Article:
Intra-Muslim Dialogue: How To Combat the Menace of Sectarianism
By Maulana Waris Mazhari
(Translated by Yoginder Sikand)
Historically, there have been few efforts among Muslims to address and reform the ways in which the different Muslim sects, particularly Shias and Sunnis, consider and relate to each other. In part, this is because the tradition of ijtihad has been largely lost and Islamic thought has fallen prey to stagnation and rigid taqlid or blind conformity to past precedent. Had Muslim scholars cared to revisit much of their inherited intellectual tradition, we would have been spared some of the horrors of intra-Muslim, particularly Shia-Sunni, rivalries and conflicts that have, over the centuries, taken a terrible toll.
In its origins, the Shia-Sunni split was a product of a particular political context and a particular political conflict, which should have been addressed and solved. However, this did not happen, and these differences were magnified by taking on a religious colour. No serious efforts were made to reduce or to put an end to these differences. Instead, they were allowed to further widen over the centuries. Today, in many places, Shia-Sunni conflicts have become acute, taking a heavy toll of precious human lives. Lamentably, some extremist forces among both groups are fired by a fierce hatred for each other, and see each other as veritable infidels.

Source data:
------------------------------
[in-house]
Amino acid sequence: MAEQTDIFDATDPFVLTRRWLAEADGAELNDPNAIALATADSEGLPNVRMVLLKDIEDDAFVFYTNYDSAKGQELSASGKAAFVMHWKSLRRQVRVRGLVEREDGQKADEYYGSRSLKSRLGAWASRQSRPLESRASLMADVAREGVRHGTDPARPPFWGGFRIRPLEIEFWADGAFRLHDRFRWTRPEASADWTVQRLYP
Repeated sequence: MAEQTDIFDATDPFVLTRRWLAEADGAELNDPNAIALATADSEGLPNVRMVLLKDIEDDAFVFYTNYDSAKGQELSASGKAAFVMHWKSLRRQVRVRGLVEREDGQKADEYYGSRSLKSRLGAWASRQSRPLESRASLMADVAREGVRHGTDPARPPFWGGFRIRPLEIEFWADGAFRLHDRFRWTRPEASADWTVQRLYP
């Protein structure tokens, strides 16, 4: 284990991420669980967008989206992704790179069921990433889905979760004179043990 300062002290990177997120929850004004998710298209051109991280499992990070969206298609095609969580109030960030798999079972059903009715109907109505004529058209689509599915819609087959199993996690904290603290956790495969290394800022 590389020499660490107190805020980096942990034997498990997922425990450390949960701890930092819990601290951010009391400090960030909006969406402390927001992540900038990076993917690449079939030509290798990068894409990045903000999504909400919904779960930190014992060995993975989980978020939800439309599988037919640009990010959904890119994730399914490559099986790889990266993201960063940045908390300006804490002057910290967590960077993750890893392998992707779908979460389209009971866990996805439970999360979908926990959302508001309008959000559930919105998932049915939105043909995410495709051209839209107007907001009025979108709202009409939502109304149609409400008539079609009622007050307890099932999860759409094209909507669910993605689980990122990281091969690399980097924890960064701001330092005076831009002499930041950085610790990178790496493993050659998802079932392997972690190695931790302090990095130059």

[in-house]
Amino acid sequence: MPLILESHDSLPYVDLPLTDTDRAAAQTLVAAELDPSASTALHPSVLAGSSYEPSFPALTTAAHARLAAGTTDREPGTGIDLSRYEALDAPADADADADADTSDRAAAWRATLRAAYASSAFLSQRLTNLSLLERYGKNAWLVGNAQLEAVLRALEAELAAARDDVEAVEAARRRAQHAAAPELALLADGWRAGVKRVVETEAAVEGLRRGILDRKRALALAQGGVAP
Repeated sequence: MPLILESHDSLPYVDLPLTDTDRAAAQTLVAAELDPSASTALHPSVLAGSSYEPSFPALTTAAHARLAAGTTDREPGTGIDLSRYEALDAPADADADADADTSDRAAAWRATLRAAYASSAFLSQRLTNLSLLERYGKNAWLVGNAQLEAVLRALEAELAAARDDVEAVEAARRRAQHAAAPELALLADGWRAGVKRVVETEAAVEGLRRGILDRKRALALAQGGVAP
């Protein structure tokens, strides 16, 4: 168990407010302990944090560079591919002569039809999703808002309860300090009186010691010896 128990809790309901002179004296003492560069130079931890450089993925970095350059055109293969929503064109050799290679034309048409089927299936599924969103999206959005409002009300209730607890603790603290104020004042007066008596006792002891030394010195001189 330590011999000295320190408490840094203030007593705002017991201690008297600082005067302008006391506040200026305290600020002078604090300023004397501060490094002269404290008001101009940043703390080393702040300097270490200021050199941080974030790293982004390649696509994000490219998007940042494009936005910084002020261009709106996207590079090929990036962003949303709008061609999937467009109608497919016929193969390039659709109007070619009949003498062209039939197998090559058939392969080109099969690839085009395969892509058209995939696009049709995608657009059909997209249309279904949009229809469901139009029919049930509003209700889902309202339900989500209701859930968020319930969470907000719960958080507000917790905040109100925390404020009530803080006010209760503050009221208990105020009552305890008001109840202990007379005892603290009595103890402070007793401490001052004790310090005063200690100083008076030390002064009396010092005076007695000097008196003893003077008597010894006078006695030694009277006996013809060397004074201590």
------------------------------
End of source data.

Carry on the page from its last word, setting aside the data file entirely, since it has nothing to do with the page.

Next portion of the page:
Certain misunderstandings on both sides have helped build a massive wall between Shias and Sunnis. So, for instance, many Shias wrongly believe that Sunnis are enemies of the Ahl-e Bayt, the family of the Prophet, and that they respect the murderers of Imam Hussain, the grandson of the Prophet. Likewise, many Sunnis erroneously believe that Shias regard the existing Quran as having been tampered with, that they abuse the companions of the Prophet and that they engage in sexual license in the name of muta or ‘temporary marriage’.